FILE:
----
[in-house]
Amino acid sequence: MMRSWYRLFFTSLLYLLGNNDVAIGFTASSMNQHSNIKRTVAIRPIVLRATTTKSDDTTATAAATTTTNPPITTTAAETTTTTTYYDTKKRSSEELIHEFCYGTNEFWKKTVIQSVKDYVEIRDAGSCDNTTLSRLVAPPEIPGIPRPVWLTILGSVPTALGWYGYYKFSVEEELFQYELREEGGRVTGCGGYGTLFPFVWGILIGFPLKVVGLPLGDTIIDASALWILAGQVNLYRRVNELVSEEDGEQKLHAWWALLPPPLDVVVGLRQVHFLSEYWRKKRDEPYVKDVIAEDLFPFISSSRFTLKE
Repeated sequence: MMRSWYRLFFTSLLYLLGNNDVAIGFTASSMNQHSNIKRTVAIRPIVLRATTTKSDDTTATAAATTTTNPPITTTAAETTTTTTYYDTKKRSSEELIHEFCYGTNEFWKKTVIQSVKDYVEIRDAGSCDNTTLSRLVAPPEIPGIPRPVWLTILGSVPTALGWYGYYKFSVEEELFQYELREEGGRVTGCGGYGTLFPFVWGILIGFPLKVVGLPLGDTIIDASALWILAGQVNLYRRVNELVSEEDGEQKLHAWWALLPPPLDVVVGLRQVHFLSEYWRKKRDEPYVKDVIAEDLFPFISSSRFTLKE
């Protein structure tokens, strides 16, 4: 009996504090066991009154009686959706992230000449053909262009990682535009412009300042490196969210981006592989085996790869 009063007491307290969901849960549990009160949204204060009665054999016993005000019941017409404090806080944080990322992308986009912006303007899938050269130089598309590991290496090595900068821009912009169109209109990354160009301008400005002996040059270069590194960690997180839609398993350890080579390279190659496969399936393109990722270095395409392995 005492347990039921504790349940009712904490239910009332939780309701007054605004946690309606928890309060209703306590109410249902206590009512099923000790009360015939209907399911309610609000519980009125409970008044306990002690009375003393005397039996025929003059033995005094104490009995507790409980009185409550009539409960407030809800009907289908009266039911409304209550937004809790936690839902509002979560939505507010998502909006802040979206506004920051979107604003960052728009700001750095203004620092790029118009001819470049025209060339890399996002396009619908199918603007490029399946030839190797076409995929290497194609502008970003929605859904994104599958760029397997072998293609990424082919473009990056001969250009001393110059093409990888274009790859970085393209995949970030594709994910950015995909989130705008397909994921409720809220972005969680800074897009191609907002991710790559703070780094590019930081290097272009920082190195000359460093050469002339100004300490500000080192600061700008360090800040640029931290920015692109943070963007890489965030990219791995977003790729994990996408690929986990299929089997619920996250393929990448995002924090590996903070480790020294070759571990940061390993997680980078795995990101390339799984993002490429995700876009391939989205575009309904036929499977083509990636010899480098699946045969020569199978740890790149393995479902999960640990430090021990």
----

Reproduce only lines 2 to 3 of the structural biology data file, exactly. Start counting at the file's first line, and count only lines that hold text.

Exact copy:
Amino acid sequence: MMRSWYRLFFTSLLYLLGNNDVAIGFTASSMNQHSNIKRTVAIRPIVLRATTTKSDDTTATAAATTTTNPPITTTAAETTTTTTYYDTKKRSSEELIHEFCYGTNEFWKKTVIQSVKDYVEIRDAGSCDNTTLSRLVAPPEIPGIPRPVWLTILGSVPTALGWYGYYKFSVEEELFQYELREEGGRVTGCGGYGTLFPFVWGILIGFPLKVVGLPLGDTIIDASALWILAGQVNLYRRVNELVSEEDGEQKLHAWWALLPPPLDVVVGLRQVHFLSEYWRKKRDEPYVKDVIAEDLFPFISSSRFTLKE
Repeated sequence: MMRSWYRLFFTSLLYLLGNNDVAIGFTASSMNQHSNIKRTVAIRPIVLRATTTKSDDTTATAAATTTTNPPITTTAAETTTTTTYYDTKKRSSEELIHEFCYGTNEFWKKTVIQSVKDYVEIRDAGSCDNTTLSRLVAPPEIPGIPRPVWLTILGSVPTALGWYGYYKFSVEEELFQYELREEGGRVTGCGGYGTLFPFVWGILIGFPLKVVGLPLGDTIIDASALWILAGQVNLYRRVNELVSEEDGEQKLHAWWALLPPPLDVVVGLRQVHFLSEYWRKKRDEPYVKDVIAEDLFPFISSSRFTLKE